Not from your job.
From a house or condo that is underwater (i.e., worth way less than the loan):
John Courson, president and C.E.O. of the Mortgage Bankers Association, recently told The Wall Street Journal that homeowners who default on their mortgages should think about the “message” they will send to “their family and their kids and their friends.” Courson was implying that homeowners — record numbers of whom continue to default — have a responsibility to make good.
... Some [Americans] are making a calculated decision to hang onto their money and let their homes go. ... Businesses — in particular Wall Street banks — make such calculations routinely. Morgan Stanley recently decided to stop making payments on five San Francisco office buildings. A Morgan Stanley fund purchased the buildings at the height of the boom, and their value has plunged. Nobody has said Morgan Stanley is immoral — perhaps because no one assumed it was moral to begin with ...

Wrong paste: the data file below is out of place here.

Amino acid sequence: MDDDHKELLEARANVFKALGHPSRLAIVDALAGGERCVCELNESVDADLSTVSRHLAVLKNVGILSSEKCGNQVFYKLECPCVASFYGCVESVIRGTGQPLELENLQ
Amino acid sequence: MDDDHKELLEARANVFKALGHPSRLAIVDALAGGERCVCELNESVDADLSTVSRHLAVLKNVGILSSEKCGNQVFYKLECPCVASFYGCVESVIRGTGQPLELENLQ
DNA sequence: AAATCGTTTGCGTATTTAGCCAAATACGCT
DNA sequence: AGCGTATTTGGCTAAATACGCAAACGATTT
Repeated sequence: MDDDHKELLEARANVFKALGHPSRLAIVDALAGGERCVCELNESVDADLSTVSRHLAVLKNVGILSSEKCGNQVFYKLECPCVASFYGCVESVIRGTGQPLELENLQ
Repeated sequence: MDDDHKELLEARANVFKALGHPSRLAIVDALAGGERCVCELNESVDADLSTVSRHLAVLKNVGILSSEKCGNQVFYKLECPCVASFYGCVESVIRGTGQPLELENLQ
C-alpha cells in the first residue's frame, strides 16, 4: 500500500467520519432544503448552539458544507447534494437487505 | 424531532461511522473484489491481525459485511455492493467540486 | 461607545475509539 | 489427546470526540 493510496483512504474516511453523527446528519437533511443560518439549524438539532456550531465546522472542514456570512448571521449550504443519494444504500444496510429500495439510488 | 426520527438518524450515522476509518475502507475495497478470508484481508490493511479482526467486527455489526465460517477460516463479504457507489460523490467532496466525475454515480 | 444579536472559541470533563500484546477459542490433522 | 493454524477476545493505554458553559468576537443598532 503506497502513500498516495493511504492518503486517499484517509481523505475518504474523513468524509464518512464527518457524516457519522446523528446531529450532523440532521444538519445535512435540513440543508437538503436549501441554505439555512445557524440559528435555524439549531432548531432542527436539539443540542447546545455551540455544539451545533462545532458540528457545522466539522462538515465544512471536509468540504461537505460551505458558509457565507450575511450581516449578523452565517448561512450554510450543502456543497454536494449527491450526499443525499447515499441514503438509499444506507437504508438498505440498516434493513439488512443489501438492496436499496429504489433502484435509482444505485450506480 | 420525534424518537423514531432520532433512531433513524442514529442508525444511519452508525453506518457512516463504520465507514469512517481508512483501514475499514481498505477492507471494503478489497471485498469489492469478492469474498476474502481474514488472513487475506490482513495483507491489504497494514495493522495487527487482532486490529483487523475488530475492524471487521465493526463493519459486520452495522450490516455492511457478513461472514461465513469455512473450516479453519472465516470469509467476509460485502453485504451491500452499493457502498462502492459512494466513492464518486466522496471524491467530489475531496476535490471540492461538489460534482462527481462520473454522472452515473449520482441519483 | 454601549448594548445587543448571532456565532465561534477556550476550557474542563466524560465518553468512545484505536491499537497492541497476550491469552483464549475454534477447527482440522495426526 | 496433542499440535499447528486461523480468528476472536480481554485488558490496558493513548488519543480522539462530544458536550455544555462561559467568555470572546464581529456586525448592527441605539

I bring this up here because I've gotten questions from members about what they should do with loans they can't afford and houses that are worth less than they paid for them.
In every case, I tell them to analyze the financial pros and cons of getting out from under, and if walking away from the house and loan is the best road to take financially, then don't think twice about it. Because despite the moral lectures from the bloodsuckers in the mortgage and banking industry, there is no "morality" involved.
You default on the loan. The bank -- which sold your loan to somebody else five minutes after you signed the papers -- gets the house. Simple.
I bring this up here because I don't want artists -- who are often a bit too idealistic and trusting -- to screw themselves over trying to live up to some bogus altruism preached by the Bankers' Association -- which spits on the concept every chance it gets.
Do what's best for you. Period. And remember the words of every flinty-eyed executive I've ever met: "It's business."